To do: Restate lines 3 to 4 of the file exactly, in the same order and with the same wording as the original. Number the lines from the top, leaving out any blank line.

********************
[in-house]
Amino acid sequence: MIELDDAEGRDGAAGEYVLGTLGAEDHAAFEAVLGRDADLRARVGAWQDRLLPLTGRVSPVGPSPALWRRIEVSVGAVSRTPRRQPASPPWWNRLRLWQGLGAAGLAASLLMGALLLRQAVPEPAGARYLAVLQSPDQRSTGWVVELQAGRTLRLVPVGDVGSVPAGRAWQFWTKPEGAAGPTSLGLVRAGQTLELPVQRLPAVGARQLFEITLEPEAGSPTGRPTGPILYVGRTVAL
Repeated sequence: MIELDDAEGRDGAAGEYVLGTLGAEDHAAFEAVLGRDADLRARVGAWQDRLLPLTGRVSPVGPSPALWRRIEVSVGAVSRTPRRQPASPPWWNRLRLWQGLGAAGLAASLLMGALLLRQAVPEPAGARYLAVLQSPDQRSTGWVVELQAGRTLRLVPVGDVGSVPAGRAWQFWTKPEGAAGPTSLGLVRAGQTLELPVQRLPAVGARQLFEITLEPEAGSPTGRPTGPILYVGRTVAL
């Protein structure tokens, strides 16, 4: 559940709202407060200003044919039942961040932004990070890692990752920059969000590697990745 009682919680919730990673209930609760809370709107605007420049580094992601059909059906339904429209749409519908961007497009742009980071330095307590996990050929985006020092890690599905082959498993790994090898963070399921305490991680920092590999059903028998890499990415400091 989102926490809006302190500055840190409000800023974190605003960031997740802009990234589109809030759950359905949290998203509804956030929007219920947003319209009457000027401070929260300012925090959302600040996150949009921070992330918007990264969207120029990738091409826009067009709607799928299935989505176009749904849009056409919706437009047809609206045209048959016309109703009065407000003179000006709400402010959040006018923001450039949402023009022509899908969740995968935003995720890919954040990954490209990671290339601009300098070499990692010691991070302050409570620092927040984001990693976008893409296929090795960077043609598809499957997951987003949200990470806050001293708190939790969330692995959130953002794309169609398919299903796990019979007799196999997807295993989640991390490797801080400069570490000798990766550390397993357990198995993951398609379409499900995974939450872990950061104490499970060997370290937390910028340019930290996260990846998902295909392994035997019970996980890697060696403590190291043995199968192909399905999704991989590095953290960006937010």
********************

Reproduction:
Repeated sequence: MIELDDAEGRDGAAGEYVLGTLGAEDHAAFEAVLGRDADLRARVGAWQDRLLPLTGRVSPVGPSPALWRRIEVSVGAVSRTPRRQPASPPWWNRLRLWQGLGAAGLAASLLMGALLLRQAVPEPAGARYLAVLQSPDQRSTGWVVELQAGRTLRLVPVGDVGSVPAGRAWQFWTKPEGAAGPTSLGLVRAGQTLELPVQRLPAVGARQLFEITLEPEAGSPTGRPTGPILYVGRTVAL
């Protein structure tokens, strides 16, 4: 559940709202407060200003044919039942961040932004990070890692990752920059969000590697990745 009682919680919730990673209930609760809370709107605007420049580094992601059909059906339904429209749409519908961007497009742009980071330095307590996990050929985006020092890690599905082959498993790994090898963070399921305490991680920092590999059903028998890499990415400091 989102926490809006302190500055840190409000800023974190605003960031997740802009990234589109809030759950359905949290998203509804956030929007219920947003319209009457000027401070929260300012925090959302600040996150949009921070992330918007990264969207120029990738091409826009067009709607799928299935989505176009749904849009056409919706437009047809609206045209048959016309109703009065407000003179000006709400402010959040006018923001450039949402023009022509899908969740995968935003995720890919954040990954490209990671290339601009300098070499990692010691991070302050409570620092927040984001990693976008893409296929090795960077043609598809499957997951987003949200990470806050001293708190939790969330692995959130953002794309169609398919299903796990019979007799196999997807295993989640991390490797801080400069570490000798990766550390397993357990198995993951398609379409499900995974939450872990950061104490499970060997370290937390910028340019930290996260990846998902295909392994035997019970996980890697060696403590190291043995199968192909399905999704991989590095953290960006937010």